When oboists or bassoonists use the term ‘grollies’, they are referring to the unhygienic spitty build-up that inevitably comes to reside inside each and every double reed. Even if you do manage to clean your teeth every time before playing, there will still be microscopic flecks of your lunch forming a small but growing community on the blades.
Now, you can slow the rate of grolly-growth by flushing out your oboe reeds on a regular basis, as follows: simply fill your mouth with boiled (not boiling!) water and blow it through the cork-end of the staple so the water squirts out through the tip of the reed. You might also try adding a dash of mouthwash to the water before flushing, but it must be a mouthwash that lists alcohol as one of its ingredients. Alcohol is very useful for cleaning things, and in fact, I always soak my reeds in a solution of three-quarters water and one-quarter Listerine (the original, none of your fancy new flavours). And if memory serves, Double Reed News featured an article fairly recently in which a bassoonist describes how he soaks – and I think even stores – his reeds in neat vodka.
(As a point of interest, I learned recently that neat vodka is used to scrub dirt and sweat from theatrical costumes that can’t be washed or dry-cleaned because they’re covered in meltable sequins or suchlike, so there you are – if you really don’t want to drink that nasty budget vodka you bought when you were on your uppers, you can use it to clean the cooker or something.)
Grolly build-up will eventually cause problems for you once the reed gets a bit older: suddenly you’ll find that you’re playing a bit on the sharp side. There is a way you can prolong the life of the reed and restore the pitch, but I should add that this is a ‘make or break’ solution, and there is a chance that you may destroy the reed entirely. It’s worth a try, though. Unless you have only one reed (which you really shouldn’t!), in which case – don’t.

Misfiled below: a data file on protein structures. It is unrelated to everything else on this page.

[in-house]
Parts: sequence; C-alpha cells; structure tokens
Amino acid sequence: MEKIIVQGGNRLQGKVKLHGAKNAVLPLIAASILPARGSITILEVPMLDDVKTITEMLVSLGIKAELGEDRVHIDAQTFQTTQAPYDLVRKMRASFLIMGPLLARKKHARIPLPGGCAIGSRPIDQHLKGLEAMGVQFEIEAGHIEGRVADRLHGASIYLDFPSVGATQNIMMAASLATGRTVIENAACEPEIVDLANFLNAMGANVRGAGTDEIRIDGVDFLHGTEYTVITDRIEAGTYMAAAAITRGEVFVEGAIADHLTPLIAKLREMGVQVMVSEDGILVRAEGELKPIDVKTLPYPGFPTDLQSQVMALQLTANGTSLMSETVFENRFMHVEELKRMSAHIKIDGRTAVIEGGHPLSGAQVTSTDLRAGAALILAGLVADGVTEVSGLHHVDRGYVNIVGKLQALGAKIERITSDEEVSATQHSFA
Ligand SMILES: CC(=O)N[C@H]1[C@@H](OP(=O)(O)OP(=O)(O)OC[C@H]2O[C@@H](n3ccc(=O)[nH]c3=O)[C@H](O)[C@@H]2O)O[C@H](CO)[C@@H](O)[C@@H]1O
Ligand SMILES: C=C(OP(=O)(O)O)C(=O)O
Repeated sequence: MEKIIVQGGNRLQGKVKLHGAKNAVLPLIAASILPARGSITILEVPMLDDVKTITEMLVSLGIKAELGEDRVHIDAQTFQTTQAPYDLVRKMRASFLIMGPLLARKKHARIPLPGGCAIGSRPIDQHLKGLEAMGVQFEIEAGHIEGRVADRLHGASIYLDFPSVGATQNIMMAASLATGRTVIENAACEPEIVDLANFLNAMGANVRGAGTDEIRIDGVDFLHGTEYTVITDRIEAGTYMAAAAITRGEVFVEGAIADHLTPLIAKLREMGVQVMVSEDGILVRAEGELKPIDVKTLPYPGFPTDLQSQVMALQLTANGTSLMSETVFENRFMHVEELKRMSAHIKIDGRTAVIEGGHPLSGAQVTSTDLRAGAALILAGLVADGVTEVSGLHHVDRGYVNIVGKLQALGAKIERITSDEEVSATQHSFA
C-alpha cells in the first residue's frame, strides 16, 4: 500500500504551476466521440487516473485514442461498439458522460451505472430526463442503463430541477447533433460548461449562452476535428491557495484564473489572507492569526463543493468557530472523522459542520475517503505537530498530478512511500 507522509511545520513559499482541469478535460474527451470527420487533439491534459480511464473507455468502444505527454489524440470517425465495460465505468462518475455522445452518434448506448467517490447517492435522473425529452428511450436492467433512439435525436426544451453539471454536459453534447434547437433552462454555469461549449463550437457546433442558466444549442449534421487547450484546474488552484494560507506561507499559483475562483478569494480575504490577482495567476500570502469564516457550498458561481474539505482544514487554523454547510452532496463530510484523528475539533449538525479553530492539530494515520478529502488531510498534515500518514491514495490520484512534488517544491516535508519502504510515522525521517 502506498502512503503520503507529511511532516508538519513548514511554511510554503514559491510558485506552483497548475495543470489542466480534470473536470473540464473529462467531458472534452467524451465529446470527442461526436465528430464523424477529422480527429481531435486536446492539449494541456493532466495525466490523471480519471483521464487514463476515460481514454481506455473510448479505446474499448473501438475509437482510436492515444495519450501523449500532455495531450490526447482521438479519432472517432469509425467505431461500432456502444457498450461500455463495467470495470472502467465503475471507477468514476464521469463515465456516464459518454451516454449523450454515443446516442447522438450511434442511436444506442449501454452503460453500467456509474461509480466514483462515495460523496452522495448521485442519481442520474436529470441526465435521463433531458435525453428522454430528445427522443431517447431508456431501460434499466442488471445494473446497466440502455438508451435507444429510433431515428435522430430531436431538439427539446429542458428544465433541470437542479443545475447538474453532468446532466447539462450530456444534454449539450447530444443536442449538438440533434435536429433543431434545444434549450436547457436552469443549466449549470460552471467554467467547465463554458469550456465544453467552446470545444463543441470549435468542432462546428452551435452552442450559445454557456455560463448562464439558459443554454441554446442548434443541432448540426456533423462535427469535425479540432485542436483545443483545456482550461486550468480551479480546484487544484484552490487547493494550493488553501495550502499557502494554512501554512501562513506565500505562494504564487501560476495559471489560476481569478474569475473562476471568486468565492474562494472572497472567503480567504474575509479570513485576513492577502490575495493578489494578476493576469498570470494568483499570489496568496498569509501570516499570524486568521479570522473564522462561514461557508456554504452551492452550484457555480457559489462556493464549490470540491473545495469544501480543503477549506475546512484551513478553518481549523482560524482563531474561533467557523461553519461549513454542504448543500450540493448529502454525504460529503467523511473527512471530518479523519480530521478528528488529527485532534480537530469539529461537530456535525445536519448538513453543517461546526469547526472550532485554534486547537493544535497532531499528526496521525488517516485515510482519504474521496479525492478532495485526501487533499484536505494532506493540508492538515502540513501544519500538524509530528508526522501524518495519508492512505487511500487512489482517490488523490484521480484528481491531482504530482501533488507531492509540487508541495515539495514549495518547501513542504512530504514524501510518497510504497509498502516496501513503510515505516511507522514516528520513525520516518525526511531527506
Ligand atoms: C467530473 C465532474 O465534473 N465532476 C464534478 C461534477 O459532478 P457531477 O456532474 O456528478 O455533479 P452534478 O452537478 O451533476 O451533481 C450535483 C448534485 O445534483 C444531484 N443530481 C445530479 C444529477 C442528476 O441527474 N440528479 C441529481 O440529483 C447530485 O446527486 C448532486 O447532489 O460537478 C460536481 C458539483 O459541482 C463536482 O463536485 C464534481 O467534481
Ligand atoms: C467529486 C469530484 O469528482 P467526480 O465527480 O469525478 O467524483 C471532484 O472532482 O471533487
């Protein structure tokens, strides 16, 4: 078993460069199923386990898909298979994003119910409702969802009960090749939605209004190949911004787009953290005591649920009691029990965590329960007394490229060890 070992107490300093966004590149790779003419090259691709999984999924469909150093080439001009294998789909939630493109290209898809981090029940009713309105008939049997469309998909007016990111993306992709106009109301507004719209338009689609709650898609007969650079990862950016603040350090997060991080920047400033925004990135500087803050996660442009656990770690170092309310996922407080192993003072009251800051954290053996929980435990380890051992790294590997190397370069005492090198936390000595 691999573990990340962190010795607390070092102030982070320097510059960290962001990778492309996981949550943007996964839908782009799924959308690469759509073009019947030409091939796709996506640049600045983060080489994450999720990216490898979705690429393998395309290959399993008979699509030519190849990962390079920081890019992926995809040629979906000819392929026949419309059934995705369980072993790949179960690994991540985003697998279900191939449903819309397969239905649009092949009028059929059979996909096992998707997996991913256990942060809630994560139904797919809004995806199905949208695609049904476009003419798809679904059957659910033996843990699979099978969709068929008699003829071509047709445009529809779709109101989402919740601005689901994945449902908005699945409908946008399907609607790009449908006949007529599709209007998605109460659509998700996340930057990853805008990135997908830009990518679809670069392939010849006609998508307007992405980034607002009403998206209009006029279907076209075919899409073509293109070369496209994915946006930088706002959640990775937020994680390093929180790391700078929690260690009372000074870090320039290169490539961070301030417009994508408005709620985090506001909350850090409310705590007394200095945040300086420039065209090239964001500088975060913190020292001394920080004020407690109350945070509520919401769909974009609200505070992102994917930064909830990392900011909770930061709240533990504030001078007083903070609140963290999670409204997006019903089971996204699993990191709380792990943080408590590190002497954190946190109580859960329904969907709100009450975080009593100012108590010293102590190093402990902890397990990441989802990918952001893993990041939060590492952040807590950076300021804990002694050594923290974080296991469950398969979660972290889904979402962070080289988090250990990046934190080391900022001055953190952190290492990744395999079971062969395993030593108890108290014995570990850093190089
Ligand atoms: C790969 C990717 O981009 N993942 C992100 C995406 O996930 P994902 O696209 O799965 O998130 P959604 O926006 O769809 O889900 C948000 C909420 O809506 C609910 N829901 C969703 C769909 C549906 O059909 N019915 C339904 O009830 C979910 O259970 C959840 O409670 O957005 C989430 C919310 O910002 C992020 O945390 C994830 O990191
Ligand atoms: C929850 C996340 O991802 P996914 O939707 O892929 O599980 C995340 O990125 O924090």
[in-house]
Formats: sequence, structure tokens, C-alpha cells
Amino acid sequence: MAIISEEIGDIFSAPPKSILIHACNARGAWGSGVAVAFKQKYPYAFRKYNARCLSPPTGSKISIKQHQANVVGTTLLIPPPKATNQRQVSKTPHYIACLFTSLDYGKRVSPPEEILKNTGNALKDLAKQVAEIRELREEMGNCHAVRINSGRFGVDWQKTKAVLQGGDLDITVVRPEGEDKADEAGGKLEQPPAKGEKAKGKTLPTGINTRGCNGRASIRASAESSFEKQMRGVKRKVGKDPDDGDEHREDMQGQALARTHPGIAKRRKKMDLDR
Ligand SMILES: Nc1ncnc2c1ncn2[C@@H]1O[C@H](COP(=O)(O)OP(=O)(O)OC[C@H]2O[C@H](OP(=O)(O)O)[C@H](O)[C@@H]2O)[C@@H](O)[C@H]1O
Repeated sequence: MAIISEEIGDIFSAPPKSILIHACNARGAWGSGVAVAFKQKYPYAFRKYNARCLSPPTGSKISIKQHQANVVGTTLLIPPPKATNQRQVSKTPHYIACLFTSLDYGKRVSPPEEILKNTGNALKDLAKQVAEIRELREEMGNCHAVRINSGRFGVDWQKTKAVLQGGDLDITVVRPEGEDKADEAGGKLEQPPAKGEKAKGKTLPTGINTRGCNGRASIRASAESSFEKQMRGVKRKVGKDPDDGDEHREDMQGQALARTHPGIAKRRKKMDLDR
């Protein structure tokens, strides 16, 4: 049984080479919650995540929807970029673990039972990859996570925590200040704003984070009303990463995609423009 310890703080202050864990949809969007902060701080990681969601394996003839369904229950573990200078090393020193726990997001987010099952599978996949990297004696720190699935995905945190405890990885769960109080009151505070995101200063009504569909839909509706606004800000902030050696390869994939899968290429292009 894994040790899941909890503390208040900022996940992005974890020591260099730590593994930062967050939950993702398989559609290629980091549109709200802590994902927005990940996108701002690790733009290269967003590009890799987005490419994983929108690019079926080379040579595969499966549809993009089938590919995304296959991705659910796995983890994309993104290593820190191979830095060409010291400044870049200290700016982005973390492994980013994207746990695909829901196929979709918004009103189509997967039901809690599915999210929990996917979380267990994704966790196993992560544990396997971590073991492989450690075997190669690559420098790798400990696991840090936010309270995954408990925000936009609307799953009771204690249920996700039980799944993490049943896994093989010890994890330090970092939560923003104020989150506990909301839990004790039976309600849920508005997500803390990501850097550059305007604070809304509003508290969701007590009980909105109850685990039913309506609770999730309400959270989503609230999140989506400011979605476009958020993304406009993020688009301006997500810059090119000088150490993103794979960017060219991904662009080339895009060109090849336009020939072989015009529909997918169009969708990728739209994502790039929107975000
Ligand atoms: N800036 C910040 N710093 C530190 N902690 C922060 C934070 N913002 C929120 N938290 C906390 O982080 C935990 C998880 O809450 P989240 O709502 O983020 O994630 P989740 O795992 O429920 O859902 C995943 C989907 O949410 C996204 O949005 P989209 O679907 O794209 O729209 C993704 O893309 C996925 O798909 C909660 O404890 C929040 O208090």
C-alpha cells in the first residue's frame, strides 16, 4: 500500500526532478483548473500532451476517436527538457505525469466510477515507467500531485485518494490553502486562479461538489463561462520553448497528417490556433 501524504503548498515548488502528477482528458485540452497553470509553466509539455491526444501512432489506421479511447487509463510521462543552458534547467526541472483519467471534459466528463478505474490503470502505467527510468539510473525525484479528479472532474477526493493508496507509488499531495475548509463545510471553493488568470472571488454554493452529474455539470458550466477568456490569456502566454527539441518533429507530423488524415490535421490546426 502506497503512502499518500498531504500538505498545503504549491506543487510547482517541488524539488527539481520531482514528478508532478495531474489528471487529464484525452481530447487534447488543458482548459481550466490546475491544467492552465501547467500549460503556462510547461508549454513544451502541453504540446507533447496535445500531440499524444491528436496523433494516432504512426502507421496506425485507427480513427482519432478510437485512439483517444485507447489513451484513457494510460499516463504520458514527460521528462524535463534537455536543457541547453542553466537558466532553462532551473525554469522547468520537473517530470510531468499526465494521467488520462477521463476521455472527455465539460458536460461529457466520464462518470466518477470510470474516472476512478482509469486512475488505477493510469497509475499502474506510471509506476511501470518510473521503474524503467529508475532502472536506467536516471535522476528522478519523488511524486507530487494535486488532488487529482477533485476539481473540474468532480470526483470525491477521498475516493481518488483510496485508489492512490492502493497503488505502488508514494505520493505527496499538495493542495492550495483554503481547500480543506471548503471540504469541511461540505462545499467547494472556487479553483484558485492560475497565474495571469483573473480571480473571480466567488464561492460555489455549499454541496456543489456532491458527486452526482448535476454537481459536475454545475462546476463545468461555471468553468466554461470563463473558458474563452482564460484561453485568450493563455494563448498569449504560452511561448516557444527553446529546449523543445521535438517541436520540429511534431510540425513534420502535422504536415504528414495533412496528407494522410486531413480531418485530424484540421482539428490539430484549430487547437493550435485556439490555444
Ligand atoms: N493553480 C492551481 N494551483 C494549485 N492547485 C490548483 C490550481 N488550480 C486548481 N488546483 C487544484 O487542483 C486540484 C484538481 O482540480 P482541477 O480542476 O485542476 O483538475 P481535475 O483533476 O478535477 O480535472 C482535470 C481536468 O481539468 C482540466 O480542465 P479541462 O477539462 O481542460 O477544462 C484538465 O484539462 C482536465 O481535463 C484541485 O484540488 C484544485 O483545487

You’ll need to get hold of some hydrogen peroxide solution. You can buy this from most chemists because it has many uses as a mouthwash, gargle, antiseptic, etc. (If you are going to use this stuff as a mouthwash, please please don’t forget to dilute it first, because it is essentially bleach: I flushed out some reeds with it and felt unwell for hours afterwards. It was yucky.) Okay, so dilute the hydrogen peroxide solution with boiled water (four-fifths water, one-fifth hydrogen peroxide solution) and then soak the grollied-up reed for no more than one minute. When the minute’s up, remove the reed from the solution and flush it through thoroughly with boiled water. If you leave any hydrogen peroxide solution inside the reed, the cane will just disintegrate.
If this works – and it will depend very much on how old the reed is and how close it is to its reedy death – then your favourite reed will be revitalised for perhaps just one more concert. Good luck!
(PS. While we’re on the subject of hygiene and cleanliness, it’s good practice to wet the brass part of the staple before tying-on, and then dry it with a clean cloth. This will remove any lurking dust deposits.)